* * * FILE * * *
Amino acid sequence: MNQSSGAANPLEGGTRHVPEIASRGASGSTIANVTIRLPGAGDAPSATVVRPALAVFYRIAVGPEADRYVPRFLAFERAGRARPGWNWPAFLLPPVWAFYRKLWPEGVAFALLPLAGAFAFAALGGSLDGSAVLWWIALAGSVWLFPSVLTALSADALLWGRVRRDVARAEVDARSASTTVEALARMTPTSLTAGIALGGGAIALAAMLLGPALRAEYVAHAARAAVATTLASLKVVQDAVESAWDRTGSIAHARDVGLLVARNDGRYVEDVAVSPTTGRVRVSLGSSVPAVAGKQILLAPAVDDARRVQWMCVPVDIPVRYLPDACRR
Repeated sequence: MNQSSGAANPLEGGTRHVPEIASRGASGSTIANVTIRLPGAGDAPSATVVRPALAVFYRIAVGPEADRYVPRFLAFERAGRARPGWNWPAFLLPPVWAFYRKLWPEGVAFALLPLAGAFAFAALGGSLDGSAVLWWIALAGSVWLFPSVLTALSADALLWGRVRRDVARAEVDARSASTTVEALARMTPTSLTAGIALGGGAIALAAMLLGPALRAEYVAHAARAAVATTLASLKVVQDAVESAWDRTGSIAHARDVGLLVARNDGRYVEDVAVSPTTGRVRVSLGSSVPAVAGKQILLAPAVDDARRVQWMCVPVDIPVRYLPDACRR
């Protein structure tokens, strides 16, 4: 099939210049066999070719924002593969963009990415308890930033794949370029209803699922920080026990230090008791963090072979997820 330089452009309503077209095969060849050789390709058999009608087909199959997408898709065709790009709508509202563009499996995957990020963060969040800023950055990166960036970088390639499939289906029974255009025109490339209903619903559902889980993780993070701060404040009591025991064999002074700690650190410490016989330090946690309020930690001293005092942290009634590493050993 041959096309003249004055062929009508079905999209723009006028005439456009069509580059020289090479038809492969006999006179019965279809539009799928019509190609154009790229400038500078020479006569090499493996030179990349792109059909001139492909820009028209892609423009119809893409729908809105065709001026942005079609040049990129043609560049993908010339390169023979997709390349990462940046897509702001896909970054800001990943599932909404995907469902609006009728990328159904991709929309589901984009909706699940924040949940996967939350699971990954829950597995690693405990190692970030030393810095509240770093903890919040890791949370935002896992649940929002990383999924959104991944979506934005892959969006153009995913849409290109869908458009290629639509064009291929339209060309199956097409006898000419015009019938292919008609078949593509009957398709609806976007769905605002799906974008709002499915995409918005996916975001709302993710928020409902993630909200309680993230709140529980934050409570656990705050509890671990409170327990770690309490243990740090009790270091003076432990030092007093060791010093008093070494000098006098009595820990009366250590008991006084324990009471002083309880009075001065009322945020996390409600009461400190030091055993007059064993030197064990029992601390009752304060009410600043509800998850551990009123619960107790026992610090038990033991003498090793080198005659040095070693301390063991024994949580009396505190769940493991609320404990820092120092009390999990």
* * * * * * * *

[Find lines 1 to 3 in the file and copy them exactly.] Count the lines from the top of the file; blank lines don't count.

Amino acid sequence: MNQSSGAANPLEGGTRHVPEIASRGASGSTIANVTIRLPGAGDAPSATVVRPALAVFYRIAVGPEADRYVPRFLAFERAGRARPGWNWPAFLLPPVWAFYRKLWPEGVAFALLPLAGAFAFAALGGSLDGSAVLWWIALAGSVWLFPSVLTALSADALLWGRVRRDVARAEVDARSASTTVEALARMTPTSLTAGIALGGGAIALAAMLLGPALRAEYVAHAARAAVATTLASLKVVQDAVESAWDRTGSIAHARDVGLLVARNDGRYVEDVAVSPTTGRVRVSLGSSVPAVAGKQILLAPAVDDARRVQWMCVPVDIPVRYLPDACRR
Repeated sequence: MNQSSGAANPLEGGTRHVPEIASRGASGSTIANVTIRLPGAGDAPSATVVRPALAVFYRIAVGPEADRYVPRFLAFERAGRARPGWNWPAFLLPPVWAFYRKLWPEGVAFALLPLAGAFAFAALGGSLDGSAVLWWIALAGSVWLFPSVLTALSADALLWGRVRRDVARAEVDARSASTTVEALARMTPTSLTAGIALGGGAIALAAMLLGPALRAEYVAHAARAAVATTLASLKVVQDAVESAWDRTGSIAHARDVGLLVARNDGRYVEDVAVSPTTGRVRVSLGSSVPAVAGKQILLAPAVDDARRVQWMCVPVDIPVRYLPDACRR
């Protein structure tokens, strides 16, 4: 099939210049066999070719924002593969963009990415308890930033794949370029209803699922920080026990230090008791963090072979997820 330089452009309503077209095969060849050789390709058999009608087909199959997408898709065709790009709508509202563009499996995957990020963060969040800023950055990166960036970088390639499939289906029974255009025109490339209903619903559902889980993780993070701060404040009591025991064999002074700690650190410490016989330090946690309020930690001293005092942290009634590493050993 041959096309003249004055062929009508079905999209723009006028005439456009069509580059020289090479038809492969006999006179019965279809539009799928019509190609154009790229400038500078020479006569090499493996030179990349792109059909001139492909820009028209892609423009119809893409729908809105065709001026942005079609040049990129043609560049993908010339390169023979997709390349990462940046897509702001896909970054800001990943599932909404995907469902609006009728990328159904991709929309589901984009909706699940924040949940996967939350699971990954829950597995690693405990190692970030030393810095509240770093903890919040890791949370935002896992649940929002990383999924959104991944979506934005892959969006153009995913849409290109869908458009290629639509064009291929339209060309199956097409006898000419015009019938292919008609078949593509009957398709609806976007769905605002799906974008709002499915995409918005996916975001709302993710928020409902993630909200309680993230709140529980934050409570656990705050509890671990409170327990770690309490243990740090009790270091003076432990030092007093060791010093008093070494000098006098009595820990009366250590008991006084324990009471002083309880009075001065009322945020996390409600009461400190030091055993007059064993030197064990029992601390009752304060009410600043509800998850551990009123619960107790026992610090038990033991003498090793080198005659040095070693301390063991024994949580009396505190769940493991609320404990820092120092009390999990």